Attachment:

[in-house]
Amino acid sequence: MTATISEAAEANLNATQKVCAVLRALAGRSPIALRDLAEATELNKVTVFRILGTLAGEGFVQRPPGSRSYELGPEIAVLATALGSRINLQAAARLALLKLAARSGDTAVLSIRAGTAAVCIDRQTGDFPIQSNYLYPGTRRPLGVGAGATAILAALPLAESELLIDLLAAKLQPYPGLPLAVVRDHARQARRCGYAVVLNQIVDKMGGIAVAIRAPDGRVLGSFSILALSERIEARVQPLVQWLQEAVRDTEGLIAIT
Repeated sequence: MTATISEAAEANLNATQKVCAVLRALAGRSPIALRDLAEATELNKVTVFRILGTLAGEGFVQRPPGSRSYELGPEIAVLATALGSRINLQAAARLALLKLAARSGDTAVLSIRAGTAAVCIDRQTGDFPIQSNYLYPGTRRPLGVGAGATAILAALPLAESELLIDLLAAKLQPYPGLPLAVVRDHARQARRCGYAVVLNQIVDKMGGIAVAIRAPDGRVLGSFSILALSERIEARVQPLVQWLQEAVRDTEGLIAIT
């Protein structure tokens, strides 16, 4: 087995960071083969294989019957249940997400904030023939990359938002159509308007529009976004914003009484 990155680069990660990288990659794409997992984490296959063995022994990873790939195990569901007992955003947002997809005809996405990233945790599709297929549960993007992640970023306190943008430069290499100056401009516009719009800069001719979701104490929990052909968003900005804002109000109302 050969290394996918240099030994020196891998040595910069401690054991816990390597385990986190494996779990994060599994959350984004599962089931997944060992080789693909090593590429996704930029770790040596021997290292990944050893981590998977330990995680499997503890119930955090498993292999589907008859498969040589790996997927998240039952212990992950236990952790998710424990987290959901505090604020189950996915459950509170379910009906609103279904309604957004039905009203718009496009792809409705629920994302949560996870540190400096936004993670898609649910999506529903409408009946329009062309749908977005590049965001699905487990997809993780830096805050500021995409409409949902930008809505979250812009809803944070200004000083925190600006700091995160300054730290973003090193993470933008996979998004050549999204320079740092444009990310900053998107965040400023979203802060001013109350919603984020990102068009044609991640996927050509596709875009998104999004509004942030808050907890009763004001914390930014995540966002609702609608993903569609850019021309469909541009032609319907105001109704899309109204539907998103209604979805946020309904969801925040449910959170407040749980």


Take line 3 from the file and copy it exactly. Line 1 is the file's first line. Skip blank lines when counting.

Repeated sequence: MTATISEAAEANLNATQKVCAVLRALAGRSPIALRDLAEATELNKVTVFRILGTLAGEGFVQRPPGSRSYELGPEIAVLATALGSRINLQAAARLALLKLAARSGDTAVLSIRAGTAAVCIDRQTGDFPIQSNYLYPGTRRPLGVGAGATAILAALPLAESELLIDLLAAKLQPYPGLPLAVVRDHARQARRCGYAVVLNQIVDKMGGIAVAIRAPDGRVLGSFSILALSERIEARVQPLVQWLQEAVRDTEGLIAIT